Sunday, April 11, 2010

Don't Say Usable if You Don't Mean It

I'm pretty sure Helveticards, a deck of playing cards with a trendy sort of functional Swiss design, is supposed to be tongue-in-cheek, but one phrase in their description made me clench a bit:
Helveticards are the beautiful, usable alternative to the traditional deck of cards...
That, it must be said, is a bold assertion, as if it's a wonder anyone can get through a game of solitaire with the woefully unusable traditional pack.

Dudes, the usability of the playing card has, due to the economics involved, been refined for centuries and has been pretty well standardized since the 19th century or so.  Check the comparison with a card from a generic China Airlines pack:

HelveticardChina Airlines playing card

Okay, the Helveticard admittedly looks cooler, but more usable?

While the Helveticard has a tasteful small indication of number and suit surrounded by artful whitespace in the corner, the standard card packs it large and clear all the way into the corner -- suit below number so you can see exactly what you have with minimum fanning.  The Helveticard at least keeps the upper-left/lower-right symmetry, but if you happen to flip it upside-down, the card indicator is color-inverted for chrissakes.  In fact the Helveticard shows a disturbing lack of commitment to symmetry, with the big 5 and suit indicators off to the side with a definite opinion on "up".  I'm imagining a group of designers picking up their hands, fastidiously rotating their cards to be right-way-up.

Also, do we really need a textual "Five of Clubs"?  It's not currency, it's a playing card;  half the games played with it were probably invented by illiterate people.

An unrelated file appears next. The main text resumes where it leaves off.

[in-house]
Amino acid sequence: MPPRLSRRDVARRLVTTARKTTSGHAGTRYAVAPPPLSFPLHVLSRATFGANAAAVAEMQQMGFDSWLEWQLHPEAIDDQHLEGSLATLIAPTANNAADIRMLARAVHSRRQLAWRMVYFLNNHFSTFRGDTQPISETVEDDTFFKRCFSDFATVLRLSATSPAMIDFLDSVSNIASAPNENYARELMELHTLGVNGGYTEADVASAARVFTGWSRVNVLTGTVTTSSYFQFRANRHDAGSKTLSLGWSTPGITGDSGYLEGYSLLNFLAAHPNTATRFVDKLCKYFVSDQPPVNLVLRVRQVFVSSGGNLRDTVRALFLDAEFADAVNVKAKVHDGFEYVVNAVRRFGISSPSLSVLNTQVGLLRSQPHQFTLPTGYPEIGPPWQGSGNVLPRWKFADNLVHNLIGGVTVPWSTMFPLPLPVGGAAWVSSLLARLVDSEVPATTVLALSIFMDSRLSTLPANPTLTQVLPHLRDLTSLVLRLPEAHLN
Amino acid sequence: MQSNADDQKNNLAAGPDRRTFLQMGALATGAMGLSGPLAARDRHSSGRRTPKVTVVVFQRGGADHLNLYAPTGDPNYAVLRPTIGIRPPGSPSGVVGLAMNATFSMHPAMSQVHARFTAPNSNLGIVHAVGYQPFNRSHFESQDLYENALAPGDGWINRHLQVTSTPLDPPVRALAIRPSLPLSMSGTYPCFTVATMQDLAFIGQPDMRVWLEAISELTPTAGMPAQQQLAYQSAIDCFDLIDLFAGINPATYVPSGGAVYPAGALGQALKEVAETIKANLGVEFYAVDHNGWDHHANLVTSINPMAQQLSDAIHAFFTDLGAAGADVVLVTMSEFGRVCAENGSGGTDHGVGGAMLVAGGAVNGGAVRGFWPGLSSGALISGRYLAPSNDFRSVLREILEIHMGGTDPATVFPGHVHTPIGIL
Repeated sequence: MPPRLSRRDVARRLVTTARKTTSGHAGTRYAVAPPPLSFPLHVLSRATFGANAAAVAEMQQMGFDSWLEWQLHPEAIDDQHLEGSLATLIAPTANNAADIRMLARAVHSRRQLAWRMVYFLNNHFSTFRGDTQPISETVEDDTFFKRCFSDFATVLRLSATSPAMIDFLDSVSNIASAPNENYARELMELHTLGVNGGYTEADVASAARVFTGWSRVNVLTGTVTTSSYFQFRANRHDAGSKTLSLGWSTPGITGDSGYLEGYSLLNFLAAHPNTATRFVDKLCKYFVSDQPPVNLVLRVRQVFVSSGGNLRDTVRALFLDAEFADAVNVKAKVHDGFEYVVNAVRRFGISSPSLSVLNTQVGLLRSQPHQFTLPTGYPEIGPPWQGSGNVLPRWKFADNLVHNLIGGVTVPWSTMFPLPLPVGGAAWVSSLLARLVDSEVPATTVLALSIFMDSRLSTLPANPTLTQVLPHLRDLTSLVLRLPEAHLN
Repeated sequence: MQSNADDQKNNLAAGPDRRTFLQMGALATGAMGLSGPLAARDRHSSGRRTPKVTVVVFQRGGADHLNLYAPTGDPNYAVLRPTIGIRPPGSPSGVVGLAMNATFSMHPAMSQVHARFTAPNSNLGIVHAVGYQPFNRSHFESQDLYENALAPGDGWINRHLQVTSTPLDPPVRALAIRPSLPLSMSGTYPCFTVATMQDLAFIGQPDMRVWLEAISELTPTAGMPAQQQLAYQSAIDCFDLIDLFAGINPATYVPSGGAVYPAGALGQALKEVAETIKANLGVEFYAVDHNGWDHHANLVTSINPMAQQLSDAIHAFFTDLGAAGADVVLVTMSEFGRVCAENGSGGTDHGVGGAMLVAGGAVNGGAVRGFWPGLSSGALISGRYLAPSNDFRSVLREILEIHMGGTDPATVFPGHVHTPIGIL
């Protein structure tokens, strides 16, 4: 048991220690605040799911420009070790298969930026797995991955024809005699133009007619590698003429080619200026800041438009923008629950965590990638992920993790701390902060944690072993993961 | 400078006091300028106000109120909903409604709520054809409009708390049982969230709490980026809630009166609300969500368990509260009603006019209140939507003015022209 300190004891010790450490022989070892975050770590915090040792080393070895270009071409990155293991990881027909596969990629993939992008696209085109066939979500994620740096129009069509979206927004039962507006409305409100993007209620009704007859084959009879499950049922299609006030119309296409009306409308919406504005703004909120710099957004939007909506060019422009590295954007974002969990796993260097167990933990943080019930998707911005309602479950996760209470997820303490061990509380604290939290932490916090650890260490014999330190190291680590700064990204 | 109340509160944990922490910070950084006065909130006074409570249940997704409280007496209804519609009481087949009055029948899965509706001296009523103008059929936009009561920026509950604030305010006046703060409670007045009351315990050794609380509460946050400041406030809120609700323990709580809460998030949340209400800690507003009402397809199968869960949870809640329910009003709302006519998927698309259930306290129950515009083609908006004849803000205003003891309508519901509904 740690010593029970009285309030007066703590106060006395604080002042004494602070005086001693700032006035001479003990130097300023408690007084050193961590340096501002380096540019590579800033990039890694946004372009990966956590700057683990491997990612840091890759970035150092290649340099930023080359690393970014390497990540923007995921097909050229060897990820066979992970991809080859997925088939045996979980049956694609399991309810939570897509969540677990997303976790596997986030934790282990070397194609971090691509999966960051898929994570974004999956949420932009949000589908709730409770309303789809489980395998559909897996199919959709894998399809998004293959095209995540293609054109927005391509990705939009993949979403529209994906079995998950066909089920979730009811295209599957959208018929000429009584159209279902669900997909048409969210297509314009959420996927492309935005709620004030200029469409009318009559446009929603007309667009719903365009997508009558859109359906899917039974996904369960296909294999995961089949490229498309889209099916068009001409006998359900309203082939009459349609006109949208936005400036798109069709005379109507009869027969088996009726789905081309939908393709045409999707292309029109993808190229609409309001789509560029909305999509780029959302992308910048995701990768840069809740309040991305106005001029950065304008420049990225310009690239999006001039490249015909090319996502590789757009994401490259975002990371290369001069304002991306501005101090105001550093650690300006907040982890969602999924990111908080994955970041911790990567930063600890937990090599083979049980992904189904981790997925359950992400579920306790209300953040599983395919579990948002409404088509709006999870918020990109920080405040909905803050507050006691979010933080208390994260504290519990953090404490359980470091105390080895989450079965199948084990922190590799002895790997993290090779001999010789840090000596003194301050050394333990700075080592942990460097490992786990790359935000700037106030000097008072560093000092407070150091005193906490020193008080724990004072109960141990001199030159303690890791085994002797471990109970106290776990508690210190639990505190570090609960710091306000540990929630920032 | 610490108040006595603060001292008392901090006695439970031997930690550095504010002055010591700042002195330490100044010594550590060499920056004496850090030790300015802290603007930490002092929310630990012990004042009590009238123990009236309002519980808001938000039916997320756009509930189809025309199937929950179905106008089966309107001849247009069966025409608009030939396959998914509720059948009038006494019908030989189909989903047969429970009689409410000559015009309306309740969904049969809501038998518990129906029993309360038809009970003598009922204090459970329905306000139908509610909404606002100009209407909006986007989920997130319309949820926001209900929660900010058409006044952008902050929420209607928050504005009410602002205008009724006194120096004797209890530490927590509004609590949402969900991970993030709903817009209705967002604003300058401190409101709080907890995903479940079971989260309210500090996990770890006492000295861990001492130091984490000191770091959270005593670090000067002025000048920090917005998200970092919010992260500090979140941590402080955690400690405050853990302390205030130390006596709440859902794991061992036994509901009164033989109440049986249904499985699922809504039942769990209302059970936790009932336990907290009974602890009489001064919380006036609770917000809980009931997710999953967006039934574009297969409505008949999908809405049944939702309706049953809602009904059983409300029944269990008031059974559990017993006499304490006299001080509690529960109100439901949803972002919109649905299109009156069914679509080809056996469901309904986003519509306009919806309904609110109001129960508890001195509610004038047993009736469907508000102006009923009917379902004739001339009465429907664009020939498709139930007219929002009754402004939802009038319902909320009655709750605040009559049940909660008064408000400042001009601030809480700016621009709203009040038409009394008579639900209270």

Trendy styling, poor design.  Vignelli and Brunson would be displeased.


Jayson said...

This is one of those deals where you say 'Design...' and roll your eyes. I don't quite know if this will sound right, but this speaks of a sort of design school arrogance that for whatever professed love of graphic design and repeated viewings of the Helvetica movie actually doesn't understand graphic design at all. It understands reading a lot of design magazines. It understands that a particular typeface is now a thing. It doesn't understand process at all. If it did it would see that playing cards are perfect. The way they look is practically Darwinian.

sherkaner said...

Darwinian is exactly the way to describe it. In fact it could also be applied to this other project I saw today:

This guy claims he's made the SLR more usable for a variety of ways of holding it. Once again, I guarantee that is not true when the object in question is very usability-driven and has essentially the same functionality and use model for about a century. This shit has been solved, unless there's something that just wasn't possible before (which isn't the case here).

Anonymous said...

"usable" is the new trendy.

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